Moreover, the communicative space, such as WeChat and TikTok is another arena for social reproduction, where female platform drivers organize cooperative child-care arrangements with other female drivers so that they can drive longer, or work at a particular time. Nonetheless, the communicative space also forges mutual support and creates a community of shared responsibilities in the absence of a shared workplace, thereby creating the potential for women workers to resist platform control, sexual exploitation and harassment, and gender-based violence in the workplace.

This communicative space is highly insecure, and women drivers are particularly vulnerable. Some male drivers, pretending to be female drivers, sneak into the women-only WeChat group and ask other female drivers to share their nude photos in the group chat. However, female platform drivers, who share similar struggles at work, facilitate networks and collective action through this communicative space. For example, some female drivers removed male drivers and Didi’s managers from the female-only WeChat group for Didi drivers, while others took the case of assaults to social media, fighting against gender-based violence in the ride-hailing industry.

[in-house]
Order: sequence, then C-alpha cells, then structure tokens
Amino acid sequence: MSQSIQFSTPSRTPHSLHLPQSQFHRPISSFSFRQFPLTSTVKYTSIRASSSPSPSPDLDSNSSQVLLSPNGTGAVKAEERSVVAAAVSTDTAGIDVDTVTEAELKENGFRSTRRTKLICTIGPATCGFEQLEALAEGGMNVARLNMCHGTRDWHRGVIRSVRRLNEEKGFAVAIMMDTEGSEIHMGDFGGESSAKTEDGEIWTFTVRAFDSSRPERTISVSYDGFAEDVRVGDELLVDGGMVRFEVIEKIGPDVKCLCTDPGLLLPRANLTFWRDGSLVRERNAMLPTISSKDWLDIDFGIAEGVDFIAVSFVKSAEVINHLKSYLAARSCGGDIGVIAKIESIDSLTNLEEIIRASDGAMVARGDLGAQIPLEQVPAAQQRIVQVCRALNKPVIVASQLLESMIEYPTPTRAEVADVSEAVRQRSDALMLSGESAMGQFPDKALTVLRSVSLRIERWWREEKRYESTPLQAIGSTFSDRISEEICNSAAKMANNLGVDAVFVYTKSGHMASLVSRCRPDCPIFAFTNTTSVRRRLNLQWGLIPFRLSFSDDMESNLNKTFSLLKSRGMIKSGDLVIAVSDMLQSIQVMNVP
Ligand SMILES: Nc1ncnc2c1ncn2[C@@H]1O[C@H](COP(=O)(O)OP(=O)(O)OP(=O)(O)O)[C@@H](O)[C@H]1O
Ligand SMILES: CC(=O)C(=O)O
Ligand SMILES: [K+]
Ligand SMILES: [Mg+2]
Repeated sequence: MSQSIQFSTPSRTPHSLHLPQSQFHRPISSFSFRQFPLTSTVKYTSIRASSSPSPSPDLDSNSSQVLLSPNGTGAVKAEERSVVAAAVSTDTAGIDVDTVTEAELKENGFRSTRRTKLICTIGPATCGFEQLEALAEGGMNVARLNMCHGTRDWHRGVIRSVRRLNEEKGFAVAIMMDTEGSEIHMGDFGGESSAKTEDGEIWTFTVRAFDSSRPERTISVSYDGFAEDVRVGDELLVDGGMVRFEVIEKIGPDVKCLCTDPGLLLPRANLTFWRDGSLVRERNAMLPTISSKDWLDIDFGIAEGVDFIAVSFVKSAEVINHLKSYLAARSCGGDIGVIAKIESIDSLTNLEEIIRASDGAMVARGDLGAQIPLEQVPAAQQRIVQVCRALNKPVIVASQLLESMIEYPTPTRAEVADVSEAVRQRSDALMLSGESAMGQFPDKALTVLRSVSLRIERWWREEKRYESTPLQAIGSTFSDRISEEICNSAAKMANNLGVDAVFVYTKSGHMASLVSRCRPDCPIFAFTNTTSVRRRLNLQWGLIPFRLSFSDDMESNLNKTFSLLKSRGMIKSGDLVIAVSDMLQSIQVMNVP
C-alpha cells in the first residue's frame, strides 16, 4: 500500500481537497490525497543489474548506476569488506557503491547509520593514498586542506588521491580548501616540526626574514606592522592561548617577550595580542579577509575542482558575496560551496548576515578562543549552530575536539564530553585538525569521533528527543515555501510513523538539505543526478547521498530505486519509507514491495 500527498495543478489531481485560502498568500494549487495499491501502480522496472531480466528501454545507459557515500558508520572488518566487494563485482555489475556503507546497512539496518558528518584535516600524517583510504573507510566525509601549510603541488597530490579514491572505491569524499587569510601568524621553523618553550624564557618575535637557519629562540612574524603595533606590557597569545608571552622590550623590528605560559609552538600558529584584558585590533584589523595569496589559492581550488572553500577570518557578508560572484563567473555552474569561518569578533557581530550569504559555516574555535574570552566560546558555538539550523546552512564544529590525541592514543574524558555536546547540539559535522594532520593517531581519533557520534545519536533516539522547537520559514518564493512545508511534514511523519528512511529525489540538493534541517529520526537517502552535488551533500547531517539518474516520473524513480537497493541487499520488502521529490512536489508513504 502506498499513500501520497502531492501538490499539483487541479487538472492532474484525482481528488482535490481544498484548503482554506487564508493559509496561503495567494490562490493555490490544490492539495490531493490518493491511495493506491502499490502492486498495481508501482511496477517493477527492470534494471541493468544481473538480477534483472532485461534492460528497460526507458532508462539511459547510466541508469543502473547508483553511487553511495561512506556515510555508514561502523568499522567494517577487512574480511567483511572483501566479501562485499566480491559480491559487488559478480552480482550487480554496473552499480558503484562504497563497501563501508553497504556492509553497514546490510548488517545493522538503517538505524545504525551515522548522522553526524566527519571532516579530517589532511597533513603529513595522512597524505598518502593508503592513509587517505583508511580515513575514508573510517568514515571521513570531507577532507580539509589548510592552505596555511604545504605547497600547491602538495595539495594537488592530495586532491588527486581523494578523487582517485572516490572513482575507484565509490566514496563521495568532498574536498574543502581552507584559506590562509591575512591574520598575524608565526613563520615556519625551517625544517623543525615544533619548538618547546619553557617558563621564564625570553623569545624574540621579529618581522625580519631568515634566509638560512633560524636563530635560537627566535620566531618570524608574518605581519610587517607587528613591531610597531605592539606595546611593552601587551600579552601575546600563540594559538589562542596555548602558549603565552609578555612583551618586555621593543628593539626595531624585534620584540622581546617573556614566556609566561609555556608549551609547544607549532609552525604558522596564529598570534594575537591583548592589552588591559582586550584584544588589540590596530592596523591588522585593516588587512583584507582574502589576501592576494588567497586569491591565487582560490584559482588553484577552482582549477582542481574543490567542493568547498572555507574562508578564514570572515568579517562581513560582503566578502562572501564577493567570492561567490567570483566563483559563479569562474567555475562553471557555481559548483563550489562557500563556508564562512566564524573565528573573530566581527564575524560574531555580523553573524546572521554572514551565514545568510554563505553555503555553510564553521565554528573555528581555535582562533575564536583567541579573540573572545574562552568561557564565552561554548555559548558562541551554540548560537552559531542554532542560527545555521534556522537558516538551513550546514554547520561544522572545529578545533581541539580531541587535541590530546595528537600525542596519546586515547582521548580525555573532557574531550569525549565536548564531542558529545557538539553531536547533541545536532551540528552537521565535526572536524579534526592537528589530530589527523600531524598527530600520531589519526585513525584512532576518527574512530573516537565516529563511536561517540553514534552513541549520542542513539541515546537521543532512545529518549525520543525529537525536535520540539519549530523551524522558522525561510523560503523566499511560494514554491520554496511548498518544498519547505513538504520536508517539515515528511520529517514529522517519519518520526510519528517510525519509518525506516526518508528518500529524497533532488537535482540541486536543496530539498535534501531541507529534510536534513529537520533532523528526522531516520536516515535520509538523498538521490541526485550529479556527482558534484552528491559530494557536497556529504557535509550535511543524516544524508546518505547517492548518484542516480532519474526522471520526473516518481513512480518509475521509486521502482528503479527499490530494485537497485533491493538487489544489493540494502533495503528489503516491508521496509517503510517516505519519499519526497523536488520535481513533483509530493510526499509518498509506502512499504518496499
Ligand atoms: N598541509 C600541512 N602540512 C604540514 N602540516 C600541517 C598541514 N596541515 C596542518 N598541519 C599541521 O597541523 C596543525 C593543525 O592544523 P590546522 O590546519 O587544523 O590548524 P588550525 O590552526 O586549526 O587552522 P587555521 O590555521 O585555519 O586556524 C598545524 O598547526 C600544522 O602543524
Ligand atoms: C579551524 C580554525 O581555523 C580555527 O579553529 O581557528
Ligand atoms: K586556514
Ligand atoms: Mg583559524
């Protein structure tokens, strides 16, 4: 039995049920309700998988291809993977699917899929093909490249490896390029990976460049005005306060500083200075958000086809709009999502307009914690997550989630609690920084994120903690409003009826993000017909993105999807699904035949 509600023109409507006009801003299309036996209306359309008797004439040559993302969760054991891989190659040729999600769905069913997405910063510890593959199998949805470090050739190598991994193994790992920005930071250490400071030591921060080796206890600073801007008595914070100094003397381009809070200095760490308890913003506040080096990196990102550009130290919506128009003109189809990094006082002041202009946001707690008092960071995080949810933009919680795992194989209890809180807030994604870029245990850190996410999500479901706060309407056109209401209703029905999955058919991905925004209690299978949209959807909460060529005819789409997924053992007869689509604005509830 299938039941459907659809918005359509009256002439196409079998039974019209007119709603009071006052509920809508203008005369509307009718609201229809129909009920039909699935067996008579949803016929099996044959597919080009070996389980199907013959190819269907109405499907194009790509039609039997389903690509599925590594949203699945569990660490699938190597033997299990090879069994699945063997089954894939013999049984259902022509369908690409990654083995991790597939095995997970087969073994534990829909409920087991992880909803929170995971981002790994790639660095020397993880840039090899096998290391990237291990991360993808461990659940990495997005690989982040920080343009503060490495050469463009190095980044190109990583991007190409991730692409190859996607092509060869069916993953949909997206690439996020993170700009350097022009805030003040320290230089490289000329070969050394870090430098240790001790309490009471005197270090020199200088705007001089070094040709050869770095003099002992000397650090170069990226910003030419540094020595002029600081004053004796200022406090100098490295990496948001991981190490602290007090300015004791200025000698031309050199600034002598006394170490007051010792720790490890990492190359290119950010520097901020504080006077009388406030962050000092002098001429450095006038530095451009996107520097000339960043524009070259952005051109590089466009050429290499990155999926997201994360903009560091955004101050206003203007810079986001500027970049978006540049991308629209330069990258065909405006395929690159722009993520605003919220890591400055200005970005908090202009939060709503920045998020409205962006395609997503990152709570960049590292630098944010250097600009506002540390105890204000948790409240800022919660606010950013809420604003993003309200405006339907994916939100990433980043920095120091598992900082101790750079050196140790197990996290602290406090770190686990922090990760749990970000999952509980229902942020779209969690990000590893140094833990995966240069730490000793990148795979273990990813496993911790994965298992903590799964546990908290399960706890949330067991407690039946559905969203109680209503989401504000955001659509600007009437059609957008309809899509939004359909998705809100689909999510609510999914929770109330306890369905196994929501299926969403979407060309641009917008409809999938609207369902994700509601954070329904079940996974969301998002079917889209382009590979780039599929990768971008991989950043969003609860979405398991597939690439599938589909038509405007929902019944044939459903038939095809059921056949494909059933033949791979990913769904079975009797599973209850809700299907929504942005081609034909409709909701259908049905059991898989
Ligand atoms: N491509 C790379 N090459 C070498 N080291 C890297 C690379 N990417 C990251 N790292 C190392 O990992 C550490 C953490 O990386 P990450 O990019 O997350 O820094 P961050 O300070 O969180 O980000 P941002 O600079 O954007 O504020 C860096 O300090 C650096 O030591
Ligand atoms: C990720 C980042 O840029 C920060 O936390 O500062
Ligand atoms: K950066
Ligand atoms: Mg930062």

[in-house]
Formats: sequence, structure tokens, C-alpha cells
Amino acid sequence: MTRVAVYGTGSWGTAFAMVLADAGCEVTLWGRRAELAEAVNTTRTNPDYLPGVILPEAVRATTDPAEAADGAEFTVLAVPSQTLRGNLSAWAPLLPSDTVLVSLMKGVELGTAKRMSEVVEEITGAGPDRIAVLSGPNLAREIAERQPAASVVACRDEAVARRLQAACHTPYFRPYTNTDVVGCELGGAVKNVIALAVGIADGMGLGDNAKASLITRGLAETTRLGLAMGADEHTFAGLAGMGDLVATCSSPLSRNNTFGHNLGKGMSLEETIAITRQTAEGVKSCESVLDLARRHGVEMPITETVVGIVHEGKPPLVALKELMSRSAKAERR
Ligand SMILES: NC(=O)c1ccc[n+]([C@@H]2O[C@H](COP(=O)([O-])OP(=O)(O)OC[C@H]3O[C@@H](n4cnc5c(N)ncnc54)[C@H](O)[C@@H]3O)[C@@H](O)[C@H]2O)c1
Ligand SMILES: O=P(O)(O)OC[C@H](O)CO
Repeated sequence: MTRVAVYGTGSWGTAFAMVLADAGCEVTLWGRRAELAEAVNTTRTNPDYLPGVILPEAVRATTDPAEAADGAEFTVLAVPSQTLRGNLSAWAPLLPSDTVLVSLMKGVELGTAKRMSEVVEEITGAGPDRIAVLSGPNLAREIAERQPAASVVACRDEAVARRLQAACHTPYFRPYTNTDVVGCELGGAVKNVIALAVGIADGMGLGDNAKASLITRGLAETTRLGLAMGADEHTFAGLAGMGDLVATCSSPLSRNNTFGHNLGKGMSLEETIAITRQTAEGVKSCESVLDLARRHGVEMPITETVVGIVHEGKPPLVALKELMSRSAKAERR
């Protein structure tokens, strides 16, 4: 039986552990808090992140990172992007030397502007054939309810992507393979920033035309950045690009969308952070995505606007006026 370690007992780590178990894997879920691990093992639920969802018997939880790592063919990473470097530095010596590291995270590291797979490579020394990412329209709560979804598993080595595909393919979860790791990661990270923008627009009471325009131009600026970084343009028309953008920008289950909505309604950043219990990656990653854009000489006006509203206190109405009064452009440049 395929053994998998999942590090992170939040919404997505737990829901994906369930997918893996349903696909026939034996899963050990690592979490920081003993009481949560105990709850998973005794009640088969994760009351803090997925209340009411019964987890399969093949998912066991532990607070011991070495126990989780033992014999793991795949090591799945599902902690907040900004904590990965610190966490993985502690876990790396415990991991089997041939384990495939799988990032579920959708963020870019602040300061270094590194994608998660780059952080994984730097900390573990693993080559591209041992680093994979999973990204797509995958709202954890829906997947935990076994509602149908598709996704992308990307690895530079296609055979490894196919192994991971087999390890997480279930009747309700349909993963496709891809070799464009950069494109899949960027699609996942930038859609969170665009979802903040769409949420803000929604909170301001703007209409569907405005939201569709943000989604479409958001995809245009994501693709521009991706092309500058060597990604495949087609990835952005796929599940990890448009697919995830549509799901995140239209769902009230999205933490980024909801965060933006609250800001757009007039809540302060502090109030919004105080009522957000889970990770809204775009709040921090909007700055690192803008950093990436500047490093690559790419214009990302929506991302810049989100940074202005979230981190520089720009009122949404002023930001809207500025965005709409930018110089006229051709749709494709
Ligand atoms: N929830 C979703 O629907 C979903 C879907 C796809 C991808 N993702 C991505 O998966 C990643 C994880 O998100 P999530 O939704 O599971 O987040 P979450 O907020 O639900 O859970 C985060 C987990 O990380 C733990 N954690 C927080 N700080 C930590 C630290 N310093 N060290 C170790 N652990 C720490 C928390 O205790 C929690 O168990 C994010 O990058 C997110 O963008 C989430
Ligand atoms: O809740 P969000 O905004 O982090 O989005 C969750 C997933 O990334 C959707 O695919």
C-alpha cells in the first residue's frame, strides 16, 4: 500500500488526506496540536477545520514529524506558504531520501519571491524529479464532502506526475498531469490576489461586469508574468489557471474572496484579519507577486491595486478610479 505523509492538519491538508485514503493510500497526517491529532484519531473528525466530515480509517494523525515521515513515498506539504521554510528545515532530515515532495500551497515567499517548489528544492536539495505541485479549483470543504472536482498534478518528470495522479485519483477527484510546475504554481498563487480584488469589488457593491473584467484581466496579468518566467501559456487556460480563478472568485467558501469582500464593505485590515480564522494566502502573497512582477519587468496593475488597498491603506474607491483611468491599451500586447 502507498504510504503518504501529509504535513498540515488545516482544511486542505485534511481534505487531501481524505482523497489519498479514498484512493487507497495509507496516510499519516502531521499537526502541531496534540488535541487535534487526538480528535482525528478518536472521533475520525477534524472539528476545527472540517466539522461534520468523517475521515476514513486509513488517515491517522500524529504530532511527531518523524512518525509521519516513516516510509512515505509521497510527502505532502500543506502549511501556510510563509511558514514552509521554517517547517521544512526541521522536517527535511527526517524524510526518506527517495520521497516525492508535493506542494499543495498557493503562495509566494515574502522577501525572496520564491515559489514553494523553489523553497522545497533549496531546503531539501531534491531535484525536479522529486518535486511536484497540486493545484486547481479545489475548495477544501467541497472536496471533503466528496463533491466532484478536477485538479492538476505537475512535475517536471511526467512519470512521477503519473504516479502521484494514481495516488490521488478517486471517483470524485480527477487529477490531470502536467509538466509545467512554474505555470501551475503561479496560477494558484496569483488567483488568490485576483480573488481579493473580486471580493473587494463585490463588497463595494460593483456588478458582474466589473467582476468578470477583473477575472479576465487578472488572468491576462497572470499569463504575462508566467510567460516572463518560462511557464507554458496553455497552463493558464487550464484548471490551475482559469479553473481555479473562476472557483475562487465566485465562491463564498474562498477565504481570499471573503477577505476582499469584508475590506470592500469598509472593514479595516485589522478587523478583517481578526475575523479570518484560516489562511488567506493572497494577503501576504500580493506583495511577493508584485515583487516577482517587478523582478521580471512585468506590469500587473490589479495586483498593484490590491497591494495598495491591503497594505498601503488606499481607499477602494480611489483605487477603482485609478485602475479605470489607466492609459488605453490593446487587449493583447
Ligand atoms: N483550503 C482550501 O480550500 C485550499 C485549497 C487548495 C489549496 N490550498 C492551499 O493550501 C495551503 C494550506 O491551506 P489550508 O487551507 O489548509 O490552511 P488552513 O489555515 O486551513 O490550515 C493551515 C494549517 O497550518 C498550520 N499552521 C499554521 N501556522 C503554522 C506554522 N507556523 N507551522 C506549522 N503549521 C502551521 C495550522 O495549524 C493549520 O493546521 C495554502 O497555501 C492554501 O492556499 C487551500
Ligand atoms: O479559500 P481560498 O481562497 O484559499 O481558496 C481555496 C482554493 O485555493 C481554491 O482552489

A possibility of changing

 Joining the efforts of Marxist feminists, I highlight the fact that women’s oppression and labour exploitation are rooted in a classed and gendered society, where working-class women still need to sell their labour power in exchange for individual and family subsistence, to be responsible for unpaid reproductive work, and to cope with patriarchal and oppressive gender relations in the workplace. I hope that my research will contribute to the search for a better world, where democratic gender relations and fair work relations are possible. I also encourage gender and labour scholars to understand more about women’s lived experiences and problematics in the gig economy and to explore the extent to which platform cooperatives, equal division of unpaid reproductive labour, and democratic gender relations are the point of departure of class-conscious worker solidarity.

Haley Kwan is a PhD candidate in the Department of Sociology at The University of Hong Kong.

To read more, see Haley Kwan. “Women’s Solidarity, Communicative Space, the Gig Economy’s Social Reproduction and Labour Process: The Case of Female Platform Drivers in China” in Critical Sociology 2022.

Image source: Woman in the car via Piqsels